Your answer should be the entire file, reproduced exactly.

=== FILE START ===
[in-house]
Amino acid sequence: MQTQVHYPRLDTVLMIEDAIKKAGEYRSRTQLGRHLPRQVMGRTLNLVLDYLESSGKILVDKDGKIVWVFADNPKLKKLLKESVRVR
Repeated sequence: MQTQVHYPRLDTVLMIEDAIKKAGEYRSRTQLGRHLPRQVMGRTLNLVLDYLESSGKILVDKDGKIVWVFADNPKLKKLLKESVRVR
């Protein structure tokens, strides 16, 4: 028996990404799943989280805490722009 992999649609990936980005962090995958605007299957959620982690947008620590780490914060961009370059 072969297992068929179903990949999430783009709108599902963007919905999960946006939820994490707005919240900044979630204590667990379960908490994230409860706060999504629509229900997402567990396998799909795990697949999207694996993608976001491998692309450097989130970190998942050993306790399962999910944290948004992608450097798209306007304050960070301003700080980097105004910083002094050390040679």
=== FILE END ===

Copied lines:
[in-house]
Amino acid sequence: MQTQVHYPRLDTVLMIEDAIKKAGEYRSRTQLGRHLPRQVMGRTLNLVLDYLESSGKILVDKDGKIVWVFADNPKLKKLLKESVRVR
Repeated sequence: MQTQVHYPRLDTVLMIEDAIKKAGEYRSRTQLGRHLPRQVMGRTLNLVLDYLESSGKILVDKDGKIVWVFADNPKLKKLLKESVRVR
């Protein structure tokens, strides 16, 4: 028996990404799943989280805490722009 992999649609990936980005962090995958605007299957959620982690947008620590780490914060961009370059 072969297992068929179903990949999430783009709108599902963007919905999960946006939820994490707005919240900044979630204590667990379960908490994230409860706060999504629509229900997402567990396998799909795990697949999207694996993608976001491998692309450097989130970190998942050993306790399962999910944290948004992608450097798209306007304050960070301003700080980097105004910083002094050390040679």